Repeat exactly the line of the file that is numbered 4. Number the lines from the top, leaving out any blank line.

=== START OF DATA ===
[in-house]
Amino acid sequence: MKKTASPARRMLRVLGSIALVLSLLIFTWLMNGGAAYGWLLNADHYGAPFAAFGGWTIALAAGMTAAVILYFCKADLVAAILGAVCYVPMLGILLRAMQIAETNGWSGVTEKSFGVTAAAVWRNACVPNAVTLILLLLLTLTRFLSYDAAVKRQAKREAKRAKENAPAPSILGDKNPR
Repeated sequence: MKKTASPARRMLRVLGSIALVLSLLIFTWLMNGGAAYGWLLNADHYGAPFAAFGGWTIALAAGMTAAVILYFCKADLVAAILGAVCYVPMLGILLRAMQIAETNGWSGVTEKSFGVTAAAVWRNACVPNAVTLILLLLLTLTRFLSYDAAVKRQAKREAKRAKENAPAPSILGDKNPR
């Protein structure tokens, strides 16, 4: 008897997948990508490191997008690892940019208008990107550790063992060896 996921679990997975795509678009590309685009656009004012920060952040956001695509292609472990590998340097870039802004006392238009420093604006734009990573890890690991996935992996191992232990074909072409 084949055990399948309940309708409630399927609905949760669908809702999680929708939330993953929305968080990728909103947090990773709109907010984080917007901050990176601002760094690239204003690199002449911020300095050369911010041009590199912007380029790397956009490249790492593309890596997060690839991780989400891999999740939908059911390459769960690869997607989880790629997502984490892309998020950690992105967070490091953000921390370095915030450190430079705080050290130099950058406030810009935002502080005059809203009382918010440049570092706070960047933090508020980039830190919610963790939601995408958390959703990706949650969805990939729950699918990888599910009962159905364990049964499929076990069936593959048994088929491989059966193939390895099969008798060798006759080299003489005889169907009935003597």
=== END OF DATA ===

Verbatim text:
């Protein structure tokens, strides 16, 4: 008897997948990508490191997008690892940019208008990107550790063992060896 996921679990997975795509678009590309685009656009004012920060952040956001695509292609472990590998340097870039802004006392238009420093604006734009990573890890690991996935992996191992232990074909072409 084949055990399948309940309708409630399927609905949760669908809702999680929708939330993953929305968080990728909103947090990773709109907010984080917007901050990176601002760094690239204003690199002449911020300095050369911010041009590199912007380029790397956009490249790492593309890596997060690839991780989400891999999740939908059911390459769960690869997607989880790629997502984490892309998020950690992105967070490091953000921390370095915030450190430079705080050290130099950058406030810009935002502080005059809203009382918010440049570092706070960047933090508020980039830190919610963790939601995408958390959703990706949650969805990939729950699918990888599910009962159905364990049964499929076990069936593959048994088929491989059966193939390895099969008798060798006759080299003489005889169907009935003597």